Viruses can be eliminated. Polio. Smallpox. Therefore, should be. Like climate change, the consequences of not dealing with it are far worse than doing so. One strategy for so doing was set out very well by Devi Shridar in her recent New Statesman article.
The economic motivation for what the government is doing is well developed here. The popular view of “the economy” is that the ruling class operates it in a Benthamite spirit, primarily concerned with use values and the “greatest happiness of the greatest number”. In practice everything is subordinated to profit; and, in this crisis, some sectors have done spectacularly badly – hospitality, culture, mass tourism, others have done very well, online retail, pensions insurance; and the balance of forces between the classes has definitely shifted the wrong way and the stock market has boomed. They are not letting a good crisis go to waste.
Labour’s policy is a classic exercise in what Gramsci would have called corporate politics. Manoeuvring within the framework of your opponent. It helps consolidate the government’s position – because when they do become critical it comes across as churlish. Starmer seems less interested in winning than being a safe opposition on the off chance of being allowed into office as the fall-back option for the powers that be.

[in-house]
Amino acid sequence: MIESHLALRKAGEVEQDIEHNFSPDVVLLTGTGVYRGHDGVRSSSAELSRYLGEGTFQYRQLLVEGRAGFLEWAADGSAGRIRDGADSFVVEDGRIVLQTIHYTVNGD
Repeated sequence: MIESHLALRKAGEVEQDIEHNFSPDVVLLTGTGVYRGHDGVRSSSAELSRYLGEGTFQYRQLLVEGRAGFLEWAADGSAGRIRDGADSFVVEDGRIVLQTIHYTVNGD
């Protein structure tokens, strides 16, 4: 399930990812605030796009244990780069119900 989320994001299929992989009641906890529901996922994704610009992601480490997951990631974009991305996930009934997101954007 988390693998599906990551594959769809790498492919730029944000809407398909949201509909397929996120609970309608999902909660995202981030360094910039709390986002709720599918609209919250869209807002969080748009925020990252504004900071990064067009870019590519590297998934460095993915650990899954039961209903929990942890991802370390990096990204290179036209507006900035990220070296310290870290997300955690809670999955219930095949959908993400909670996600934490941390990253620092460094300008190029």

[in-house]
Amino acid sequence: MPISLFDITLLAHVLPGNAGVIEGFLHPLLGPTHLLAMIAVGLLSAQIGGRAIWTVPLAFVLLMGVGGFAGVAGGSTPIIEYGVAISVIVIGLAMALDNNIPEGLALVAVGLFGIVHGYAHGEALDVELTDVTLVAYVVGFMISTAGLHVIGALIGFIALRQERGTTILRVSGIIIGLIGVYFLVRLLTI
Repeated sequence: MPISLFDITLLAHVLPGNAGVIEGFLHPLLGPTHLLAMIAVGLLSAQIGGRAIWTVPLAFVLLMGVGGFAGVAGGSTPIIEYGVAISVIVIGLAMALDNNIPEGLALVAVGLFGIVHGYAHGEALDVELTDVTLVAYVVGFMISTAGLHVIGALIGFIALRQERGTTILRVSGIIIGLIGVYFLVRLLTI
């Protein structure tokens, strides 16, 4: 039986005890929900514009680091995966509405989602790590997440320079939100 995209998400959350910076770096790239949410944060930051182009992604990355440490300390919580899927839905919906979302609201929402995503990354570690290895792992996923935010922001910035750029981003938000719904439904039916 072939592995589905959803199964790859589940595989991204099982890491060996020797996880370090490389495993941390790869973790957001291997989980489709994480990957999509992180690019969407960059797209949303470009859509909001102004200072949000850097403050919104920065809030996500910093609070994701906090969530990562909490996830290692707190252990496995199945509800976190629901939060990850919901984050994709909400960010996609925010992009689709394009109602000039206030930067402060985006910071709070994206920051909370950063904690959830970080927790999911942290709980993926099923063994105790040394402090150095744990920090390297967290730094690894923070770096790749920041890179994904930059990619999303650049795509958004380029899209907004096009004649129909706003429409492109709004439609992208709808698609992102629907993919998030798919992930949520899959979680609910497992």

Sailors on ships of the line about to be hit by a broadside would quietly intone grace. “For what we are about to receive, may the Lord make us truly grateful.” And so it is with the wholesale reopening of schools on Monday.
This is particularly the case given that for the last four weeks there has been a significantly larger percentage of positive cases in the 5-9 age group in England, for both boys and girls. (1) A similar trend has been seen in Israel and some sharp localised outbreaks in Italy have been centred on schools.
In this context, looking at what happened in practice the last time that schools were fully open will give us a guide to what is likely to happen.
In the Autumn term the Health And Safety Executive carried out spot checks and inspections on schools to make sure that COVID safety measures were being implemented effectively. As these measures “have not been substantially changed” since then, their findings are instructive. (2)